Suffering is a common theme in the Bible and not at all incompatible with Christian theism. I won't get into the topic here because I've wrote on it elsewhere, but I mention it in this blog post to make the point that Christians shouldn't be surprised when a flavor of suffering comes our way because it will hit all of us sometime in our life. When it comes our way we endure it and not lose trust in God because a calamity has knocked us down.

Check out this video below by R.C. Sproul and please check out the links.


Is the Word Faith movement biblical? There are more links at the bottom of this article related to the Word Faith movement

Why suffering?

Understanding Evil: The best of all possible worlds

Understanding evil

Tuesday, May 29, 2012

Quote of the week - Allan Bloom on reason

"There are two threats to reason, the opinion that one knows the truth about the most important things and the opinion that there is no truth about them. Both of these opinions are fatal to philosophy; the first asserts that the quest for truth is unnecessary, while the second asserts that it is impossible. The Socratic knowledge of ignorance, which take to be the beginning point of all philosophy, defines the sensible middle ground between two extremes."

-Allan Bloom, Giants and Dwarfs,  p. 18

Monday, May 21, 2012

Quote of the week - Immanuel Kant on morality

"Even if there never have been actions arising from such pure sources, what is at issue here is not whether this or that happened; that, instead, reason by itself and independently of all appearances commands what ought to happen; that, accordingly, actions of which the world has perhaps so far given no example, and whose very practicability might be very much doubted by one who bases everything on experience, are still inflexibly commanded by reason ... because ... duty ... lies, prior to all experience, in the idea of a reason determining the will by means of apriori grounds." 

-Immanuel Kant, Groundwork of the metaphysics of morals, 1785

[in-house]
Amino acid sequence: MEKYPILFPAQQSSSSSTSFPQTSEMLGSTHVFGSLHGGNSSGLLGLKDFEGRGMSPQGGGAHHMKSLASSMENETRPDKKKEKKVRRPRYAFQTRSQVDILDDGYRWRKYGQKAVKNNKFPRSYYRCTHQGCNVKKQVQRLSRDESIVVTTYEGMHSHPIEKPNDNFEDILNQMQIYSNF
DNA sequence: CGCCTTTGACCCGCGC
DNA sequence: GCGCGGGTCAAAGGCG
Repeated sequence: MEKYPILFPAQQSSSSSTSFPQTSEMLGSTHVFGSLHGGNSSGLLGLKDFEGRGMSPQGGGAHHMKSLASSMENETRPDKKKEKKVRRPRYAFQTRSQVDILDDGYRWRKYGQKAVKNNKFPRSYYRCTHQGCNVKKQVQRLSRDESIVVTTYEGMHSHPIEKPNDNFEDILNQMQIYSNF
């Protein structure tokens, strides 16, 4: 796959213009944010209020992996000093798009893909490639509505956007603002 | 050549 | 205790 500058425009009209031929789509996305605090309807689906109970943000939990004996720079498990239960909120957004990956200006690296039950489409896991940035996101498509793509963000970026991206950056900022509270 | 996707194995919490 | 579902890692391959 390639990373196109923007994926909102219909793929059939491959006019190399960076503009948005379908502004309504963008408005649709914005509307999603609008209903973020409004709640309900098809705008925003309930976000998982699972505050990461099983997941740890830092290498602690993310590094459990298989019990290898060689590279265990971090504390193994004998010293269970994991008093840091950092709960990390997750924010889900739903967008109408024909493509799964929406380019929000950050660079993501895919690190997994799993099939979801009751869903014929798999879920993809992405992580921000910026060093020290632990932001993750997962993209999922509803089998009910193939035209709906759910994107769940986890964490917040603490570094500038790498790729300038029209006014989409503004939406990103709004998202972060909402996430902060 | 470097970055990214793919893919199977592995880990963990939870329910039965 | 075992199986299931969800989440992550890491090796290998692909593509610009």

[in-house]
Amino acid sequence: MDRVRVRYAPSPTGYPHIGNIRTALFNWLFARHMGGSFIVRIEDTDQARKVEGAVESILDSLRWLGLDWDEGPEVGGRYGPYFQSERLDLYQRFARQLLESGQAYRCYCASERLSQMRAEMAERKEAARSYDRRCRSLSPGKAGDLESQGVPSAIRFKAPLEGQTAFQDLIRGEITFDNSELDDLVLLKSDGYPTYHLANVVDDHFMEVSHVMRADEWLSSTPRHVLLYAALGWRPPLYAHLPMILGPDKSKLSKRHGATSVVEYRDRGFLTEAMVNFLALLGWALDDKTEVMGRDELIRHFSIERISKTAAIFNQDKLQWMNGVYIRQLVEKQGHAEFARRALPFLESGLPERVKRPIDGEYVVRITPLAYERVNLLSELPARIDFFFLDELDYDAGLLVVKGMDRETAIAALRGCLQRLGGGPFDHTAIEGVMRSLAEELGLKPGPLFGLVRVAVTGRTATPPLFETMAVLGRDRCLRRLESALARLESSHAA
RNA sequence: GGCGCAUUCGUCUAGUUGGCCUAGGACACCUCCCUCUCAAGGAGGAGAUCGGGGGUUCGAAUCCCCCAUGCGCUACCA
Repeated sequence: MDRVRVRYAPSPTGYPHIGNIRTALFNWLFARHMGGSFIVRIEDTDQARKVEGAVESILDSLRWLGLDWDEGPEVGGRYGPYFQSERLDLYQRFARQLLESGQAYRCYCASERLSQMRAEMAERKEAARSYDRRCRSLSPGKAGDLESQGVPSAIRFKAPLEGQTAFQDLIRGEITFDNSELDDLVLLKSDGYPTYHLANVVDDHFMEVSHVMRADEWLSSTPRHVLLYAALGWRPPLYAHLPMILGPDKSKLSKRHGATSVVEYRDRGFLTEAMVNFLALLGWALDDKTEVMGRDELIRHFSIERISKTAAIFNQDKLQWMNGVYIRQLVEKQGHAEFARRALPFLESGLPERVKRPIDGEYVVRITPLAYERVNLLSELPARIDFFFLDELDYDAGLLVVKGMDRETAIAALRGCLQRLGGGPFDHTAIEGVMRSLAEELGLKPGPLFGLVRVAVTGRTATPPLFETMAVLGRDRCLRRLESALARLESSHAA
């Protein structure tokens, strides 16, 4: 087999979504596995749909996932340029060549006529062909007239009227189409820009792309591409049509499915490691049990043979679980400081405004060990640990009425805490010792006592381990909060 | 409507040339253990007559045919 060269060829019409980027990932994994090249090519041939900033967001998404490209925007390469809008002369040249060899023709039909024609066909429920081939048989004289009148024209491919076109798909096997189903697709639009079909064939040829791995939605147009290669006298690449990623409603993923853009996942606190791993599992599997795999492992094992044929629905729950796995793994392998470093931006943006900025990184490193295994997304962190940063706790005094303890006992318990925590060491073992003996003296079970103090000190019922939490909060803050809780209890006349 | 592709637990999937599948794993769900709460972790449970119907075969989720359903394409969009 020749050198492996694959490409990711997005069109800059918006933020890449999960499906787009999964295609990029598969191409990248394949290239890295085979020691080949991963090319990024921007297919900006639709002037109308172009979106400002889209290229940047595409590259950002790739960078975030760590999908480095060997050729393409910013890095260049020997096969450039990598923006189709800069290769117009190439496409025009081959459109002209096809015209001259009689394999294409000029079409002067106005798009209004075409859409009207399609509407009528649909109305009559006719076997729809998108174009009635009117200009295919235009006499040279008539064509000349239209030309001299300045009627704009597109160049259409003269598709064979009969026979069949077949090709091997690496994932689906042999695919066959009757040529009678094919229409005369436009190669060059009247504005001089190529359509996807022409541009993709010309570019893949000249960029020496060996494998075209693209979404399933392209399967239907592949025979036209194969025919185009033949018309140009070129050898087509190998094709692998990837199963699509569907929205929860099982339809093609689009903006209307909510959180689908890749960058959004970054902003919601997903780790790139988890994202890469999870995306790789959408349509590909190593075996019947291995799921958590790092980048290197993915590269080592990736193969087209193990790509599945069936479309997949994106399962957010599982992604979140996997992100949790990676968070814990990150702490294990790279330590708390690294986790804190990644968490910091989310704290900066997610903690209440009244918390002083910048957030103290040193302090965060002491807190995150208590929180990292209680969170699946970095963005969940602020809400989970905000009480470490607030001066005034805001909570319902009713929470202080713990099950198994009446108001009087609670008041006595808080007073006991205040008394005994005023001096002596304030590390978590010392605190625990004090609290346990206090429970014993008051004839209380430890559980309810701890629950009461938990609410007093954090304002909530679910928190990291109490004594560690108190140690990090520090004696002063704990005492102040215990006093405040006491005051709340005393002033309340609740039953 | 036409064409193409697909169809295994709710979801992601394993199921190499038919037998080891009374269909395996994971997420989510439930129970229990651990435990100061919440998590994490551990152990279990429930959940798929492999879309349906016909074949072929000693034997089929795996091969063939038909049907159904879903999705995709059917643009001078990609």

Friday, May 18, 2012

Panel debate on the existence of the Christian God and if it matters

This panel debate is on the existence of the God of the bible and if His existence matters to the world. This panel style conversation involves Christopher Hitchens, William Lane Craig, Lee Strobel, Douglas Wilson, and Jim Denison. I think this panel discussion is one of the best for any person who is new to arguments for and against theism because the listener is hearing the best of the best from both sides. The only negative point of this debate is that the moderator involves himself too heavily in this discussion, which is really, really, really, annoying.


Monday, May 14, 2012

Quote of the week - Jean-Paul Sartre on existentialism

"Existentialism is nothing else but an attempt to draw the full conclusions from a consistently atheistic position. Its intention is not in the least that of plunging men into despair. And if by despair one means as the Christians do – any attitude of unbelief, the despair of the existentialists is something different. Existentialism is not atheist in the sense that it would exhaust itself in demonstrations of the non-existence of God. It declares, rather, that even if God existed that would make no difference from its point of view. Not that we believe God does exist, but we think that the real problem is not that of His existence; what man needs is to find himself again and to understand that nothing can save him from himself, not even a valid proof of the existence of God. In this sense existentialism is optimistic. It is a doctrine of action, and it is only by self-deception, by confining their own despair with ours that Christians can describe us as without hope"